Franchisees economic environment NAB

How franchisees can navigate today’s economic environment

Despina Kathestides

The economic outlook for the second half of 2024 bodes well for the franchise sector as inflationary pressures are expected to ease further and Federal Budget cost of living relief could spur consumer spending.

Inflation is still running at 3.6 per cent but is well down from its pandemic peak of 7.8 per cent. NAB expects it will continue to fall and that the Reserve Bank of Australia is likely to keep official interest rates on hold before easing later this year.

While the cost-of-living squeeze and higher rates have certainly impacted business over the past few years, strong population growth is assisting many consumer facing segments of the economy – including franchise-dominated areas such as quick services restaurants.

An extra 660,000 people were added to the population in the year to September 2023, with the strongest growth seen in Melbourne and Sydney.

The labour market remains tight with the unemployment rate at 4 per cent in trend terms, still well below the pre-pandemic rate of 5 per cent.

Budget relief

This month’s 2024-25 Federal Budget had many positives for the franchise sector. It was centred around providing cost of living relief which, along with the modified stage three tax cuts, will mean households receive a boost to income.

The first cost of living relief item was a $3.4 billion Energy Bill Relief package consisting of $300 per household from 1 July 2024 and $325 for eligible small businesses.

The second item was a rental assistance package which increases the maximum rate of Commonwealth Rent Assistance by 10 per cent. And the previously announced stage three tax cuts will mean the average taxpayer receives a tax cut worth $1,888 in 2024-25.

On the business side, the $20,000 instant asset write-off for all small businesses with annual turnover below $10 million was extended for another year.

Anecdotal feedback from NAB franchise customers suggests that the worst impact of the economic conditions of the past few year may be subsiding. The stabilisation of input costs at the same time as the introduction of the above measures should give people more disposable income, potentially boosting sales across the franchise sector.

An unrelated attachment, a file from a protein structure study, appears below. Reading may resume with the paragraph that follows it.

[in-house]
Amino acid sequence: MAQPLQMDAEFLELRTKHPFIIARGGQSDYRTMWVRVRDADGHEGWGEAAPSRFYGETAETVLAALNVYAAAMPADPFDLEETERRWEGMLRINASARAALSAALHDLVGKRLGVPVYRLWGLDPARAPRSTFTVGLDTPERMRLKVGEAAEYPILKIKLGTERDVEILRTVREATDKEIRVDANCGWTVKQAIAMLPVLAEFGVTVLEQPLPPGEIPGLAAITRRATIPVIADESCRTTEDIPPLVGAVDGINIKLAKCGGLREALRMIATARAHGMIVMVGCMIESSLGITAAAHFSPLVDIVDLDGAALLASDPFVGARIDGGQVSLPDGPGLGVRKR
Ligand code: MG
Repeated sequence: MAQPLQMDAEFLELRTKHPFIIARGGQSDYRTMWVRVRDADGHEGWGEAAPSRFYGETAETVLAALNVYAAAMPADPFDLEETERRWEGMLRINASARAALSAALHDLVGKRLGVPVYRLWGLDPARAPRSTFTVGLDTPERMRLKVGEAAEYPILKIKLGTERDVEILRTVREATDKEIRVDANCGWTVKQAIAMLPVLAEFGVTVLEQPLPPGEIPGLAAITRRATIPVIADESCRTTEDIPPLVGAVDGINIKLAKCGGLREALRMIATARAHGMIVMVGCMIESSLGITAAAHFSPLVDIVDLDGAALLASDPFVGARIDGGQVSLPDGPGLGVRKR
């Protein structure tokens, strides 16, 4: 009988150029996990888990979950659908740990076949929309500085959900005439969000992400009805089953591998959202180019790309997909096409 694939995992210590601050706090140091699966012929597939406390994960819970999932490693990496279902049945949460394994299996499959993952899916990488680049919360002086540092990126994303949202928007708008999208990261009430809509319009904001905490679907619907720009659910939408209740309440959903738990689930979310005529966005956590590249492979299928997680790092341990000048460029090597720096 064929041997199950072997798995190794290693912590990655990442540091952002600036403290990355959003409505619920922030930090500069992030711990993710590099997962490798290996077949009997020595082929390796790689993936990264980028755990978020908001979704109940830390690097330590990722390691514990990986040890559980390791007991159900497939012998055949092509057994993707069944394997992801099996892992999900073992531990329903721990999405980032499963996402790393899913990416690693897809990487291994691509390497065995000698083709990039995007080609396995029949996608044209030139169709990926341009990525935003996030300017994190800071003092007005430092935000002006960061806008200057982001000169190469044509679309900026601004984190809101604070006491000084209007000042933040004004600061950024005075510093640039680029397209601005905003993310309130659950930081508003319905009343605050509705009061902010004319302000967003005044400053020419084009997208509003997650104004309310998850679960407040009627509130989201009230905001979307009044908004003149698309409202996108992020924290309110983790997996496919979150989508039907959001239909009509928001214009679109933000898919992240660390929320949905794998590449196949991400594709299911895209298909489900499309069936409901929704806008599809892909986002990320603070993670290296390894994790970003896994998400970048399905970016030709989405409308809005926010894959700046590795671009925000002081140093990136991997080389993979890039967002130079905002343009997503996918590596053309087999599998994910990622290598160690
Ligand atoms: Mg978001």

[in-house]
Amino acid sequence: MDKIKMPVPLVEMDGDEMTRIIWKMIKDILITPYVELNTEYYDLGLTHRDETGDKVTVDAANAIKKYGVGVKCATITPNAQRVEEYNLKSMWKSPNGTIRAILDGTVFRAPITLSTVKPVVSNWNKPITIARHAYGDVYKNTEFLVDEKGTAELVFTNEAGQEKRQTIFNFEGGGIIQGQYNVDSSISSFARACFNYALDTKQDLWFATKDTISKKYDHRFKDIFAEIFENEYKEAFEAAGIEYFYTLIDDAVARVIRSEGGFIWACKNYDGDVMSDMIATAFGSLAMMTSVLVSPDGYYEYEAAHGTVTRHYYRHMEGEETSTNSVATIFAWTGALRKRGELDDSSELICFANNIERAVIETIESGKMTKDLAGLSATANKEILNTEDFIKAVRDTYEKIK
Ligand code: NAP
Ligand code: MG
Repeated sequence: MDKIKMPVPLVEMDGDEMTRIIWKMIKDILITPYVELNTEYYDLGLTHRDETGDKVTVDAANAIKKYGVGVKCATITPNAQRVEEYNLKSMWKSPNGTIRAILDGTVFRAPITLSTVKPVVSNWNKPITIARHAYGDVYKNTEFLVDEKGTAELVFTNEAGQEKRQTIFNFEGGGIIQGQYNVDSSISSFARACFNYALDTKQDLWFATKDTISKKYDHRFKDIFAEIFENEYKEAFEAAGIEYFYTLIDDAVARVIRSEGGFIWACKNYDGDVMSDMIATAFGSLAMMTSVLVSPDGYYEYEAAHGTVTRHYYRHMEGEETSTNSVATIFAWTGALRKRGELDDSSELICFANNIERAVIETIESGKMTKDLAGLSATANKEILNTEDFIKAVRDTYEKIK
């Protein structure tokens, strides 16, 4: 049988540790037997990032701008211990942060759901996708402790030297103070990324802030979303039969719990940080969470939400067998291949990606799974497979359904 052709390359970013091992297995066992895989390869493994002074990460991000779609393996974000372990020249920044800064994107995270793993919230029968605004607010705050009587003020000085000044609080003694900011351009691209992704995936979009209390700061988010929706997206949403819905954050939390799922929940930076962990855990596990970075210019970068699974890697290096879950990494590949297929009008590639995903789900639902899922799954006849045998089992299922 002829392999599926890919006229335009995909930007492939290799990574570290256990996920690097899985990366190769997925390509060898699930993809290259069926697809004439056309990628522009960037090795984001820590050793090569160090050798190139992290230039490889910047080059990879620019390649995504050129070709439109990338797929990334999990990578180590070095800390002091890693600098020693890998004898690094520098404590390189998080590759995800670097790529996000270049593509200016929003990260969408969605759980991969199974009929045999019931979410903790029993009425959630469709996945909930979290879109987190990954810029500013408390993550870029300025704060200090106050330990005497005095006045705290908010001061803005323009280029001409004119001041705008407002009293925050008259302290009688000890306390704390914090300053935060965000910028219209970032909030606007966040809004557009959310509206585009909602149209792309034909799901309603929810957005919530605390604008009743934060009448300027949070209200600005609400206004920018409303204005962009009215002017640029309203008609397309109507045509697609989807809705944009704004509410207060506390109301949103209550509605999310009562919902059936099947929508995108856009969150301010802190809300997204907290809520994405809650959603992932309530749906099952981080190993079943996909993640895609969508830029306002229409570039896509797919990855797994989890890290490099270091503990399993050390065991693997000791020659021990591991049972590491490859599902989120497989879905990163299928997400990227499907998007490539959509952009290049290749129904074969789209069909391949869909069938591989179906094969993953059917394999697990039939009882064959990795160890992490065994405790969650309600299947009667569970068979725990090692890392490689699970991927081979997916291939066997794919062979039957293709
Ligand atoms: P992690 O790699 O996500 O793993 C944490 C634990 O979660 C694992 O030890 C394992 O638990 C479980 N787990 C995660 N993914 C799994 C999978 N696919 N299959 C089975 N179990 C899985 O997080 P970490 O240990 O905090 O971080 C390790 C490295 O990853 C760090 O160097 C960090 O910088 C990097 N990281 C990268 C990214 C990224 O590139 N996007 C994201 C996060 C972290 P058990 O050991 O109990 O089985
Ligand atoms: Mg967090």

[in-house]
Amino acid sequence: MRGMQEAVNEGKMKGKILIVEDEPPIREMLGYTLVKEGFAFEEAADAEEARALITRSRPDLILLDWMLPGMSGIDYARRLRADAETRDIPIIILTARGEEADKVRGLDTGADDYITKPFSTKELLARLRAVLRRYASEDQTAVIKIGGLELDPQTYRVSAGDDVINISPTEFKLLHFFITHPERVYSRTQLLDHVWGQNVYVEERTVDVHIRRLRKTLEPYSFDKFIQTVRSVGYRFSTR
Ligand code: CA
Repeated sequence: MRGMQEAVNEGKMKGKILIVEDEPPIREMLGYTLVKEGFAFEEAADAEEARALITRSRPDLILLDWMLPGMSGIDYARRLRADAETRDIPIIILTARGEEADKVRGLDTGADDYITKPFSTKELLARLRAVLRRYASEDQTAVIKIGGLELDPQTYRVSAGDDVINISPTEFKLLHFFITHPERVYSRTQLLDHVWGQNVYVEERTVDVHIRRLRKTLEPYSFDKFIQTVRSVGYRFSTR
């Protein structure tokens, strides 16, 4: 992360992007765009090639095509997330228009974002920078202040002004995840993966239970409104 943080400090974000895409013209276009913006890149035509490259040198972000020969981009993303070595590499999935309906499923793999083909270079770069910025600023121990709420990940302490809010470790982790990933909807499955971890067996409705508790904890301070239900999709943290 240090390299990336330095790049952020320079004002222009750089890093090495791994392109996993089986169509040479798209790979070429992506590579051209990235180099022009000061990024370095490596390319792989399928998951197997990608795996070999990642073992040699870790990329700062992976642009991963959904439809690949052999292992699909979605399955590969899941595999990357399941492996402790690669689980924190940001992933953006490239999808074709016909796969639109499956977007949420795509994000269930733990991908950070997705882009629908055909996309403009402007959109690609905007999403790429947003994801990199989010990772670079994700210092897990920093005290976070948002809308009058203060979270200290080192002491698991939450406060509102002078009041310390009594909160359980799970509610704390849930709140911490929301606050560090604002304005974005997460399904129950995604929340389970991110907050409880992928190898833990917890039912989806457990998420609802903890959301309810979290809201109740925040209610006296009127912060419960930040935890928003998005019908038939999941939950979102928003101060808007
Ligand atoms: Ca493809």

Positioning for growth

The biggest step that business can take in this environment is to remain focused on cost control as much as top line sales. Key costs such as labour should be closely managed to match subdued demand as much as possible.

One example on the finance side may be fixing interest rates for a short-term benefit before the interest cycle turns. As NAB’s longer-term view is that interest rates will ease from late 2024, the fixed interest rates available from the bank can sometimes be lower than current variable rates.

Hedging interest rate risk allows business owners to manage interest costs and decrease the volatility in their cashflow. It may also be possible for those with bigger financial challenges to restructure debt by working closely with their banking partners to achieve an outcome that allows them to navigate a difficult operating period.

Franchisors may also be able to help franchisees take steps to increase gross margin within a system or assist with lease payments. Franchisors can also participate in any conversations with a banking partner to help its franchisees move ahead on the best footing possible.

Optimal banking outcome

Ultimately, though, the right banking package is always different for each individual customer. The optimal outcome requires a banker to have a deep understanding of individual circumstances and the specific goals of the franchisee or franchisor.

With that knowledge in place, bankers can work closely with a client to find the products, structures and services that best fit their needs – whether that be a cash flow solution, equipment finance or debt restructuring.

Today, that process can be undertaken with a view that the economy is likely to improve in the second half. This means that financial affairs can be structured in a way that will allow the franchising sector to navigate the economy as it regains its equilibrium.

In essence, a good banking partner with a focus on long term relationships, such as NAB, will support its franchising clients across the full economic cycle to allow business owners to achieve their long-term aspirations. This golden rule applies as much in today’s environment as it has always done.

Despina Kathestides is head of Franchise Banking at NAB.